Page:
Since my first surf trip in 2015 I’ve had a bunch of surfing lessons. Based on that I prepared a list of 5 rules that in my opinion make up a perfect surfing lesson.
Thanks to them you’ll know what to expect from your instructor and what to do when you’ll decide to hit the water on your own.
Rule no 1: Take private lessons
At the beginning of the surfing adventure group lessons are a reasonable option. When you learn to stand up on a board and you slide in the white water, a lesson with couple of other people who like yourself drink too much sea water and take constant wipeouts is a smart decision. But when you want to make progress faster you need to have more of an individual approach which only a one to one session with an instructor can provide.
Of course private lessons are more expensive (I paid between 50 and 75 euros for two hour session in Spain) but in my opinion it’s worth to pay. My progress was always bigger after private lessons.
Rule no 2: Prepare a lesson strategy
When you learn something it is important to set yourself goals. Setting goals for your surfing lesson is theoretically your instructor’s job. When I was setting up my session with Andy from Oceano Surf School in Conil de la Frontera we exchanged several emails with information regarding my skill level, equipment and my goals. Here’s one of our „talks”:
Andy: What board do you normally ride? Shape, size volume.
Me: Board which I think suits me best – around 8 feet, rather big volume.
Andy: When was the last time that you surfed?
Me: My last surf trip was in November, so that was the last time I surfed.
Andy: Do you have some specific goals and objectives that you would like to work on?
Me: I would like to work on catching the green waves (getting out the back, reading the ocean and find the right timing to take of).
Andy: Okay that sounds great. I’ve got a good idea as to what we are going to work on.
The next day I had one of the best surfing lessons in my life. And the reason was that it was planned from the very beginning. Andy divided our session in two parts. First one focused on getting into a position out the back and the right timing of catching waves. We were working on such things like the smooth transition from sitting position while observing the horizon into paddling position and catching the selected wave (the goal was to do it in one sequence which isn’t that easy when you don’t have experience). In the second part we focused on getting the right posture: body alignment, inertia and compression.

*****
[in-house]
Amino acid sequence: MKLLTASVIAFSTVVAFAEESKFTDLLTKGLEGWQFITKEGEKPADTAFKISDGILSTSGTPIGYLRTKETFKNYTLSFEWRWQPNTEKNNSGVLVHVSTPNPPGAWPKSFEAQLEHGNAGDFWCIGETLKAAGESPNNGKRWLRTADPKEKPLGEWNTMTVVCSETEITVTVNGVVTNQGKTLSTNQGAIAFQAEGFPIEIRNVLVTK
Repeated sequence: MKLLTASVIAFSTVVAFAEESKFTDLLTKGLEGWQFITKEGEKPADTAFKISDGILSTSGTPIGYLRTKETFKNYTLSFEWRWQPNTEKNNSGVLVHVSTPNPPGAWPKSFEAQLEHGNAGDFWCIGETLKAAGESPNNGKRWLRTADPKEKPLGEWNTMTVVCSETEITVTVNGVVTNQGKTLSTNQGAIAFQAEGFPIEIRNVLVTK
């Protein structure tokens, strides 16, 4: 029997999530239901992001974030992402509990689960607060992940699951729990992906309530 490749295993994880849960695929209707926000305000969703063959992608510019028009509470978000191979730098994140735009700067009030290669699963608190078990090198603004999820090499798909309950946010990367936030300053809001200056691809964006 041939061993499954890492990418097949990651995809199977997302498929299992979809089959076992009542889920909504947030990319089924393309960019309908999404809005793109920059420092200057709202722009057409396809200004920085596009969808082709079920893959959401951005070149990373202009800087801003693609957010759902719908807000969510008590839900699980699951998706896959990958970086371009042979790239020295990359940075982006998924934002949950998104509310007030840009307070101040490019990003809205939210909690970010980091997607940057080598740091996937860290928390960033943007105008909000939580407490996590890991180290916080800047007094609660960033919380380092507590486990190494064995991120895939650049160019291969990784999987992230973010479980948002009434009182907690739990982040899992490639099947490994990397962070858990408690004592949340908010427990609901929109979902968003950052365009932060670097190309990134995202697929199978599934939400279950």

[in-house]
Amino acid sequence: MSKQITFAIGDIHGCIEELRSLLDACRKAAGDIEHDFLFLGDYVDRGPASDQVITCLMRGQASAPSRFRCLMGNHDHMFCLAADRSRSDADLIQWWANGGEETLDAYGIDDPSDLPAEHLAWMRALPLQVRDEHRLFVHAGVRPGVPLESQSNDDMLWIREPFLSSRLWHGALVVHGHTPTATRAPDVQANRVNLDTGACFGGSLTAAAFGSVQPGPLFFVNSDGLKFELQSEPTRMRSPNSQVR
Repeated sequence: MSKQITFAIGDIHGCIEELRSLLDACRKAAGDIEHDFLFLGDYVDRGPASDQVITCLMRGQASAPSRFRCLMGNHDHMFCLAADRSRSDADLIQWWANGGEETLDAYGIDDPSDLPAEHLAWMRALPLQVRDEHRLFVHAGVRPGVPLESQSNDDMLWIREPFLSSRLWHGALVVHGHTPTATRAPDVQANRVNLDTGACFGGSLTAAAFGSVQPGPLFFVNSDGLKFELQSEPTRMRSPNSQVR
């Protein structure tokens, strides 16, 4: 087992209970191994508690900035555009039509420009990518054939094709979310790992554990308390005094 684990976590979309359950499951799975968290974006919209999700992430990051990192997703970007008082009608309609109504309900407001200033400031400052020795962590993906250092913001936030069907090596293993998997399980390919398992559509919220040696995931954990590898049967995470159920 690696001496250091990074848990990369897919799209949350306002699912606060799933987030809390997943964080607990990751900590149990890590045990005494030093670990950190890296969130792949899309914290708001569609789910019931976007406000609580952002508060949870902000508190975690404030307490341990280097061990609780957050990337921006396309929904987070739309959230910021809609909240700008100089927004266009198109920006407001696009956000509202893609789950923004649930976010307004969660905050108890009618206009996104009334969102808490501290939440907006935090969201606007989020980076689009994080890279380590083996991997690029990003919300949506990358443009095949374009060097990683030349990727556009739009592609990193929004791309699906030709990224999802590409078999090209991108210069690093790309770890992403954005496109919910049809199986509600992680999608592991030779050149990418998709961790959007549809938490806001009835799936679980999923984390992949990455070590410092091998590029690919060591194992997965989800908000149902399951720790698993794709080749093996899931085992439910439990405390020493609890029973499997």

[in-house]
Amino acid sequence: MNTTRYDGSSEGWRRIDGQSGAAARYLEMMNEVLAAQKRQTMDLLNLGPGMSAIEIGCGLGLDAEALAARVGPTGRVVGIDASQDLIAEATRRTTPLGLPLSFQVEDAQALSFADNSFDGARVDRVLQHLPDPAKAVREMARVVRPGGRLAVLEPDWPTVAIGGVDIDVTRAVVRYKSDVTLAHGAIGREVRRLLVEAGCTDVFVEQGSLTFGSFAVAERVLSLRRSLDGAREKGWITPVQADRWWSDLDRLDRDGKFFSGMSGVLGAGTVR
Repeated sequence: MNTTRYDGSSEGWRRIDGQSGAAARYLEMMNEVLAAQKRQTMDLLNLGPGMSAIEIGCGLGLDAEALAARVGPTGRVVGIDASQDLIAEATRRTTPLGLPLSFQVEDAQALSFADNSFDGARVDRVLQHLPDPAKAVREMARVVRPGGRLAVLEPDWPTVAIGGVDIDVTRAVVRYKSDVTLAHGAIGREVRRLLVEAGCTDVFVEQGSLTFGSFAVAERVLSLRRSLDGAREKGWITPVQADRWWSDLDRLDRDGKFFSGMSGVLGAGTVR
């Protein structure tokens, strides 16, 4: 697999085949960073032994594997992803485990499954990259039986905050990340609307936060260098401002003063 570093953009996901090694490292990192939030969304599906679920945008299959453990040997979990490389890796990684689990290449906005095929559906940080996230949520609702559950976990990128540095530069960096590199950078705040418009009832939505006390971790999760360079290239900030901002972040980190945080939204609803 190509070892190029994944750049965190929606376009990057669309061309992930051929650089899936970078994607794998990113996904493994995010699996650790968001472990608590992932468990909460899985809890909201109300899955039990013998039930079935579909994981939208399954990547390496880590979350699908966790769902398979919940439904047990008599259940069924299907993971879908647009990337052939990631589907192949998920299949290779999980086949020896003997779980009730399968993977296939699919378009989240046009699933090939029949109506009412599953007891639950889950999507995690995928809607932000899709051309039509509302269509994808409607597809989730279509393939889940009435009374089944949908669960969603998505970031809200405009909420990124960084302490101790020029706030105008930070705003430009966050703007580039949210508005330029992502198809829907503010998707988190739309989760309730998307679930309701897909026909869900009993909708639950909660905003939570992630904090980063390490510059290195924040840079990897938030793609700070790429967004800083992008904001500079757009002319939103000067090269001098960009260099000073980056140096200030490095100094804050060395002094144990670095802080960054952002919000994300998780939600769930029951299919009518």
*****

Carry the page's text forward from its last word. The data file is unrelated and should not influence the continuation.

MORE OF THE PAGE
At some point you won’t need an instructor but it’s good to keep setting surfing goals by yourself.
Rule no 3: Do a solid warm-up
It’s like with every other sport activity – you need to warm up before you start. You can make a short (200-300 meters) run on the beach to get your heart pumping faster but the crucial thing is stretching. Below you’ll find some basic stretching exercises we performed with Andy before entering the water. I always like to add 1-2 series of pushups and different shoulders „maneuvers” to warm up the upper body as well.
Rule no 4: Take productive breaks
This marketing phrase perfectly fits here. One of the best things of Andy’s teaching routine was a brief brake between two parts of our session to analyze the most important aspects and to prepare to the second, demanding part in which my goal was to catch as many waves as possible.
Making those kind of brakes helps you get some perspective on what you’re doing in the water, clear your head for a while, take a look at the ocean from the shore (looking for new patterns, significant changes that influence your session) and… catch a breath.
Rule no 5: Have fun!
This rule seems to be the easiest one, but for me it’s the hardest. For two reasons. The first one is the ocean itself. I’m a good swimmer and I don’t feel nervous in the open water but it’s still not easy for me to totally relax when waves are pumping and I’m between them. My solution for this was to have fun from wipeouts. I was like „Let it be, that’s how it works, bring it on!” and starting to enjoy this feeling of being in a huge washing machine 🙂 Without wipeouts there is no progress.
The second reason is: I want to make as much as possible out of every session cause I get to surf only couple of times a year (at least for now). But being stressed because of it is wrong and takes the whole fun of surfing away. I dealt with this pressure by using my surfing session strategy paired with „just enjoy that you’re here” attitude. For every next session I took in Spain I made a detailed plan of what I will be doing.
That was fun.
Thanks for reading. Now go surf!